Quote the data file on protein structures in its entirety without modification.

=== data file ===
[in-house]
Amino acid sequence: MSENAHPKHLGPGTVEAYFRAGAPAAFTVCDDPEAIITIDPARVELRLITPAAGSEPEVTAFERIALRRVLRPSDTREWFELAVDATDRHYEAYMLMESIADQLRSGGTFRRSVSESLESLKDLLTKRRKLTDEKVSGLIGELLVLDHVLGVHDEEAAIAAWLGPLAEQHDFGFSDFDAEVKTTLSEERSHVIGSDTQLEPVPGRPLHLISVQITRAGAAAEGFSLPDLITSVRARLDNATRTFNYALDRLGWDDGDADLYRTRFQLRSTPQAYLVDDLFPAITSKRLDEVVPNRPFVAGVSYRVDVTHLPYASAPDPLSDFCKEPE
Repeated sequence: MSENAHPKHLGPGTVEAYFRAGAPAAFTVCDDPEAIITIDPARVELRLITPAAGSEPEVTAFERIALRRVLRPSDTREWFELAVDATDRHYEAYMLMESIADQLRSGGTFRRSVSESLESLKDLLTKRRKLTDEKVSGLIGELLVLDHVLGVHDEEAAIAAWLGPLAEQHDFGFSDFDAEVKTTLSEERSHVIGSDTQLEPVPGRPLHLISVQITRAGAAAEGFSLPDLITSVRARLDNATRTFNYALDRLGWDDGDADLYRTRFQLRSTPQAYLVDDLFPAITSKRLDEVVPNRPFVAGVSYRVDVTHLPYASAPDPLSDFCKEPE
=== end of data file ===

[in-house]
Amino acid sequence: MSENAHPKHLGPGTVEAYFRAGAPAAFTVCDDPEAIITIDPARVELRLITPAAGSEPEVTAFERIALRRVLRPSDTREWFELAVDATDRHYEAYMLMESIADQLRSGGTFRRSVSESLESLKDLLTKRRKLTDEKVSGLIGELLVLDHVLGVHDEEAAIAAWLGPLAEQHDFGFSDFDAEVKTTLSEERSHVIGSDTQLEPVPGRPLHLISVQITRAGAAAEGFSLPDLITSVRARLDNATRTFNYALDRLGWDDGDADLYRTRFQLRSTPQAYLVDDLFPAITSKRLDEVVPNRPFVAGVSYRVDVTHLPYASAPDPLSDFCKEPE
Repeated sequence: MSENAHPKHLGPGTVEAYFRAGAPAAFTVCDDPEAIITIDPARVELRLITPAAGSEPEVTAFERIALRRVLRPSDTREWFELAVDATDRHYEAYMLMESIADQLRSGGTFRRSVSESLESLKDLLTKRRKLTDEKVSGLIGELLVLDHVLGVHDEEAAIAAWLGPLAEQHDFGFSDFDAEVKTTLSEERSHVIGSDTQLEPVPGRPLHLISVQITRAGAAAEGFSLPDLITSVRARLDNATRTFNYALDRLGWDDGDADLYRTRFQLRSTPQAYLVDDLFPAITSKRLDEVVPNRPFVAGVSYRVDVTHLPYASAPDPLSDFCKEPE